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Two recent successes at The Engineer - Collaborate to Innovate (C2I) Awards

The annual awards, supported by The Engineer magazine, celebrate inspiring UK technology innovations and ways in which engineers collaborate to respond to the big challenges of society

Gambia Team

TraCer combines low-cost ultrasound equipment with artificial intelligence (deep learning) based image analysis algorithms

A multi-organisation engineering and clinical team led by Professor Alison Noble FRS from the Institute of Biomedical Engineering and Professor Aris Papageorghiou from the Nuffield Department of Women’s and Reproductive Health, was Commended in the Healthcare and Medical Category for the TraCer project, a collaboration between University of Oxford and King’s College London, Aga Khan University, London School of Hygiene and Tropical Medicine and Oxford Computer Consultants.

TraCer combines low-cost ultrasound equipment with artificial intelligence (deep learning) based image analysis algorithms to improve antenatal care and help improve pregnancy outcomes in low-and-middle-income countries (LMICs). Accurately estimating gestational age is a crucial tool in providing good pregnancy care, but the tools do so in LMICs are not always available. TraCer uses an Android tablet, low cost probe and bespoke software in a lightweight, portable system that runs on batteries. This means it can be used in areas where there is no reliable power supply.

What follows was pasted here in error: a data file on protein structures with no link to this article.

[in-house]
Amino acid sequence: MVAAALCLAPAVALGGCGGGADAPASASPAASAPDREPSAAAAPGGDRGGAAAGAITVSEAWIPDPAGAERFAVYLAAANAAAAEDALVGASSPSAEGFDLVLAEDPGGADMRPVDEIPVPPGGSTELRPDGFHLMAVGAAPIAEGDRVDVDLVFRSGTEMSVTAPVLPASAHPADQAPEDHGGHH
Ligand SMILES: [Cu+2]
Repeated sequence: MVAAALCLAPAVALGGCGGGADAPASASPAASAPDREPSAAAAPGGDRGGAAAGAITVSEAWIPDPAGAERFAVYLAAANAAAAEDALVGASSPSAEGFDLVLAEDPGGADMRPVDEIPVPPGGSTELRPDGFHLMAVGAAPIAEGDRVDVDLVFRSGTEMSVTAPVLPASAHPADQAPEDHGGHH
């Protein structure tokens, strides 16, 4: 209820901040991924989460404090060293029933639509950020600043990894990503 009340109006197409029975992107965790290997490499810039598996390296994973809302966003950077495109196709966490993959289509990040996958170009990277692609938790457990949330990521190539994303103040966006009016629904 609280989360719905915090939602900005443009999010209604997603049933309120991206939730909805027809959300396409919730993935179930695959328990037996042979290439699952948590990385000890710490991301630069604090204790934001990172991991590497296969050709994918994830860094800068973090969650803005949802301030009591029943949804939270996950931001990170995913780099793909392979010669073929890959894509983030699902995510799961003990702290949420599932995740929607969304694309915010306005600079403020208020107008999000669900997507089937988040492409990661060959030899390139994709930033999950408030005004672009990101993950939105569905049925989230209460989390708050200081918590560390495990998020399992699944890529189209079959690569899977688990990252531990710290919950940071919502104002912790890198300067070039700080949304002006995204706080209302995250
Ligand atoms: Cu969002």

Ultrasound video images are fed through automated algorithms which quality control the video and take measurements of the fetus to estimate gestational age. Unlike traditional sonography, it doesn’t require specific technical skills and can be used by health workers given minimal training.

OxVent

OxVent - the ventilator project developed in response to the Covid-19 pandemic

The collaborative OxVent ventilator project led by Professor Mark Thompson was Joint Winner of the Healthcare and Medical – Covid response category. Within a week of the UK Ventilator challenge being announced by the government, a team of engineers and medics from Oxford and King’s College London had produced a prototype. Although not ultimately required in the UK, the project has resulted in a brand new low-cost medical device that is ready to be deployed in Low to Middle Income Countries. Most of the ventilator’s 100 or so components are available off the shelf, and it has a much lower oxygen requirement than standard pressure control ventilators. OxVent is reaching agreements with manufacturers and distributors in LMICs for the device for use in Covid19, and in preparedness for future pandemics.